IT IS no exaggeration to say that, in 52 years of competing in Europe, what unfolded against Legia Warsaw represented a new low in Celtic’s continental jousting.
It is wild exaggeration, however, to claim that the 6-1 aggregate defeat, following their pulse-less 2-0 reverse at Murrayfield on Wednesday night, is unimpeachable evidence of gross mismanagement.
Frankly, seeking to assess Celtic’s standing in cross-border competition, past, present and future, means cutting through a forest of exaggeration. It is a worthwhile exercise regardless of any Uefa ruling on Legia Warsaw’s alleged ineligible player.
The club’s board has conceitedly overplayed its hand by allowing a narrative which credits their meticulous strategising and scouting with allowing Celtic to be players on the biggest stage (as well as the best-run club in the solar system) to take hold. Meanwhile, punters implacably opposed to the modus operandi of chief executive Peter Lawwell and largest shareholder Dermot Desmond have over-cooked their claims that the club has been pushed off some lofty Champions League perch by these men’s dastardly deeds.
The truth is that Celtic sometimes perform acceptably at the top level but are equally capable of the odd spectacular qualifying blow-out. Favourable draws and slices of luck might allow them to achieve the former, while managerial makeovers appear to contribute to the latter. That’s the long and short of it when you are a large club with a sizeable cost base but no debt that operates in an uncompetitive domestic environment.
The laments to those seemingly long-gone days of late 2012, when Celtic beat Barcelona en route to reaching the last 16 of the Champions League, are forever selective.
The efforts of Neil Lennon and his capable side were hugely admirable. Yet, the victory over the Catalans came in a game largely meaningless to them, and Celtic only scraped into the knockout stage courtesy of a late, debatable penalty as they were outplayed at home to Spartak Moscow in their final group game. In seven seasons, including this one, Celtic have been in the Champions League group stage three times, ending up group makeweights in two of those campaigns. Until they drew Legia, their last three tilts at qualification had never paired them with a team from a country boasting a higher coefficient than Scotland. Even then, they came within a post-width of being eliminated by a desperately-limited Shakhter Karagandy a year ago. Had, as has been posited, they faced Legia then, they probably would have faced the sort of result now being gnashed and wailed over.
There is a cyclical element to Celtic’s peaks and troughs. Martin O’Neill, Gordon Strachan and Lennon had no real impact in Europe in their first and last seasons. Each of them made good signings in the early days, but rarely recruited players of the same worth towards the end of their tenures.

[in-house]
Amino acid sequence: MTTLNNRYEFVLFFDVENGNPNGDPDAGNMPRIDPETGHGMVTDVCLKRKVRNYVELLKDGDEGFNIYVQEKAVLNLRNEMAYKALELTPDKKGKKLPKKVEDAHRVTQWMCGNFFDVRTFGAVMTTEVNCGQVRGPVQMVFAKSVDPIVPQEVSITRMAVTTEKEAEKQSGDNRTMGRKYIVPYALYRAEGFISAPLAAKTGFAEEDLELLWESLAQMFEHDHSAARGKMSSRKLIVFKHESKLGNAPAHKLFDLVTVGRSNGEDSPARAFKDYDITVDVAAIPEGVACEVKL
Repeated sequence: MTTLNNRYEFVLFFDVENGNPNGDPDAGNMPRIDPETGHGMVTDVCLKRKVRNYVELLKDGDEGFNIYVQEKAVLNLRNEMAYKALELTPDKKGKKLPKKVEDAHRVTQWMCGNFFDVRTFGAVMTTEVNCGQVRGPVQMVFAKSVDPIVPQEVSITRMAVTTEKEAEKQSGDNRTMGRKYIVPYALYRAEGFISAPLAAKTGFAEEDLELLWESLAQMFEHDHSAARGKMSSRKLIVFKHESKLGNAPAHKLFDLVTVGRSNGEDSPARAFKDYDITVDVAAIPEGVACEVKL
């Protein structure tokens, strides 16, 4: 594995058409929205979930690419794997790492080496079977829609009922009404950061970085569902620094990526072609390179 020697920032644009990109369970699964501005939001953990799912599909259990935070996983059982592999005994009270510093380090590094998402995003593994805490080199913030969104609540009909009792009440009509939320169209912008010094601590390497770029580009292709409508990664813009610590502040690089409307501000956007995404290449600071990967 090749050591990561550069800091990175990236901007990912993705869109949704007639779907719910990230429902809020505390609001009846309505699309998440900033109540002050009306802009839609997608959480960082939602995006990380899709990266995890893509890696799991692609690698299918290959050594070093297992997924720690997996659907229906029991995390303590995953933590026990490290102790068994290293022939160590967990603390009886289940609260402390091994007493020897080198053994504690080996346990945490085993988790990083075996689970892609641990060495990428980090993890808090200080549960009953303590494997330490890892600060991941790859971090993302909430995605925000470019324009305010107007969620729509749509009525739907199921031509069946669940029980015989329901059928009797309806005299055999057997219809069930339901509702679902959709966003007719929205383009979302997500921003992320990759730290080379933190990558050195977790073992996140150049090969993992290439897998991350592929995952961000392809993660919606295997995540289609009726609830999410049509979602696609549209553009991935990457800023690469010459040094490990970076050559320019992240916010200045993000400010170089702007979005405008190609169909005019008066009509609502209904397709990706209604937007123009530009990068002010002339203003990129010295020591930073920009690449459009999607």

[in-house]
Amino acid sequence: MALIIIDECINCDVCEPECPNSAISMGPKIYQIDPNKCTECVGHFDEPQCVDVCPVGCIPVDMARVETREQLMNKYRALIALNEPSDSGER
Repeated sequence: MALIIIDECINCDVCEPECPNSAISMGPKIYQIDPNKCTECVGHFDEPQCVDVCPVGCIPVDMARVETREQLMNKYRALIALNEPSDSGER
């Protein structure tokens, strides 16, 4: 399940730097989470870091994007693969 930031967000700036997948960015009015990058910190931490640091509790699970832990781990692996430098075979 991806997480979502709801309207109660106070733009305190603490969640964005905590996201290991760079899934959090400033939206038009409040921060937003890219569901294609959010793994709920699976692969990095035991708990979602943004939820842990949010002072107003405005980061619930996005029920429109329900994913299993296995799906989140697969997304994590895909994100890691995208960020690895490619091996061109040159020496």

Those implacably opposed to the Celtic board say that is because they suffered from the club’s belt-tightening, and there is some justification in that.
However, when debt spiralled to £25 million under O’Neill, Celtic found themselves with a team they could not afford.
The source of legitimate exasperation in the present is that, with around £8m in the bank, Celtic could finance a stronger team than that with which they are operating.
It can be argued that a football club ought to be run as a public company, in that any profits generated should be indirectly filtered back to those people that the business should do everything to satisfy.
Of course, there are conflicting visions of how Celtic should manage their resources.
In the wake of the Legia loss, much has been made of the club having flogged off their best players over recent seasons. Yet, they would have been daft to do otherwise than cash in on Victor Wanyama, Gary Hooper and Kelvin Wilson.
Indeed, they should do likewise with Fraser Forster – Southampton are believed to be ready to pay £7m for him – and Virgil van Dijk if the opportunities present themselves. It really is a two-year turnaround for keeping truly desirable players interested in performing in the Scottish league. Hang on longer and the scenario, such as occurred with Artur Boruc, of these performers going to seed can cause a tenfold depreciation.
None of this is an attempt simply to overlook the sorry part played by new manager Ronny Deila in Celtic’s shambolic performances against Legia. He seemed neither able to configure nor motivate his charges in a fashion that ought to have been expected of him, even allowing for the fact he has only been in post for six weeks.
More than who, or how often, Celtic buy and sell players, appointing a coach exclusively schooled and successful in Norway might be the biggest risk to Celtic re-energising themselves as a competent side in Europe. Not least because the 38-year-old arrives with an unyieldingly idealised vision of his team playing expansively in all domains. Celtic have only ever really held their own on the continent in the past 14 years when they have put the accent on the niggardly.
Deila is rumoured to have far from carried the entire dressing room he inherited.
In part, that is attributed to a clutch of regulars being given the distinct impression he does not see their long-term futures at Celtic. That happens. He deserves time and support – from both financiers and fans – to recruit players that he does consider can lift the club from the low of this week.
Equally, he must show he can move on quickly from the Legia debacle, especially if Uefa reinstate Celtic to the Champions League. His rehabilitation must be kick-started by utilising his current squad.
Circumstances outwith his control – the uncertainty over which European competition Celtic will be in – are not what he would’ve wanted. As ever, Celtic’s European ambitions are a complicated issue.